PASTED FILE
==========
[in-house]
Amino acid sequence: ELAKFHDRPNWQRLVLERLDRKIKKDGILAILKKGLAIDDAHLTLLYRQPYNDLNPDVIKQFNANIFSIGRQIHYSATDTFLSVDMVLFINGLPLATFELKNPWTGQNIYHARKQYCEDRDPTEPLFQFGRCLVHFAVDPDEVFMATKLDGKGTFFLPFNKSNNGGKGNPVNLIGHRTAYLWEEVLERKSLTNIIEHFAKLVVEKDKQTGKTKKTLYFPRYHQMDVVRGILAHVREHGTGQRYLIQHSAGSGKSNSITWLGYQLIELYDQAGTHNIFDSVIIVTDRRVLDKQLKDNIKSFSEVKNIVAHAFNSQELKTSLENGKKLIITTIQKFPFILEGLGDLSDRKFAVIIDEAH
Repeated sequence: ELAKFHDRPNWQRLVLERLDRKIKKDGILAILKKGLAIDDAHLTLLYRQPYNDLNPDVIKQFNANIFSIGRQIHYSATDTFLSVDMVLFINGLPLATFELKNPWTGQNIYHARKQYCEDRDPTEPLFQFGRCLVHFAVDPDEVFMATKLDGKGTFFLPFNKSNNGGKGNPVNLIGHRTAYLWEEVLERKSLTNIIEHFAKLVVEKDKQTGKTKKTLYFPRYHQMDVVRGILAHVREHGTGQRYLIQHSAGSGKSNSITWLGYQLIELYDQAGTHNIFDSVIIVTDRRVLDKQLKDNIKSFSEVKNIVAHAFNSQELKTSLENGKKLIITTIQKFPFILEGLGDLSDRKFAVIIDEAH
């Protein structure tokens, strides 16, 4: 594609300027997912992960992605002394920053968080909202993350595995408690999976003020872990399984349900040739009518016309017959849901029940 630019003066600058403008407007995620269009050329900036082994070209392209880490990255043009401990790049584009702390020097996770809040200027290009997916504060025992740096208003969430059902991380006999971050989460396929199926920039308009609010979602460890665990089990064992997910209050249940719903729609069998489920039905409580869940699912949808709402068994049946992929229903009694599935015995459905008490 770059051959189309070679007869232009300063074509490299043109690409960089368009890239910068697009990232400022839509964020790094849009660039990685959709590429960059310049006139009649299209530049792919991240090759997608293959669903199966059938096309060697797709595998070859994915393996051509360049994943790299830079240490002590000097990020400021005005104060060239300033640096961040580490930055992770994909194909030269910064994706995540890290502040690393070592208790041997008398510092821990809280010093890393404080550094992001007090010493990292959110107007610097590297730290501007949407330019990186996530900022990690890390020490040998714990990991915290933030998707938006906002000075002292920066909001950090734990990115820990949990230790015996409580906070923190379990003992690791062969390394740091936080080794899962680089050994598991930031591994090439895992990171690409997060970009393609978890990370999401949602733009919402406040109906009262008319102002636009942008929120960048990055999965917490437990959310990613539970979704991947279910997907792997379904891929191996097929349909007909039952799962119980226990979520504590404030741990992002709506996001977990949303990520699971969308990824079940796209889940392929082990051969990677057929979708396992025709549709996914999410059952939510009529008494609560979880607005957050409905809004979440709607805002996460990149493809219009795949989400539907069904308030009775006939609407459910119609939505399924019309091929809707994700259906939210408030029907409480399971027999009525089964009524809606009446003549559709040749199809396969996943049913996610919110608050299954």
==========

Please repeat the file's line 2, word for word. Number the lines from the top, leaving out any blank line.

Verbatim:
Amino acid sequence: ELAKFHDRPNWQRLVLERLDRKIKKDGILAILKKGLAIDDAHLTLLYRQPYNDLNPDVIKQFNANIFSIGRQIHYSATDTFLSVDMVLFINGLPLATFELKNPWTGQNIYHARKQYCEDRDPTEPLFQFGRCLVHFAVDPDEVFMATKLDGKGTFFLPFNKSNNGGKGNPVNLIGHRTAYLWEEVLERKSLTNIIEHFAKLVVEKDKQTGKTKKTLYFPRYHQMDVVRGILAHVREHGTGQRYLIQHSAGSGKSNSITWLGYQLIELYDQAGTHNIFDSVIIVTDRRVLDKQLKDNIKSFSEVKNIVAHAFNSQELKTSLENGKKLIITTIQKFPFILEGLGDLSDRKFAVIIDEAH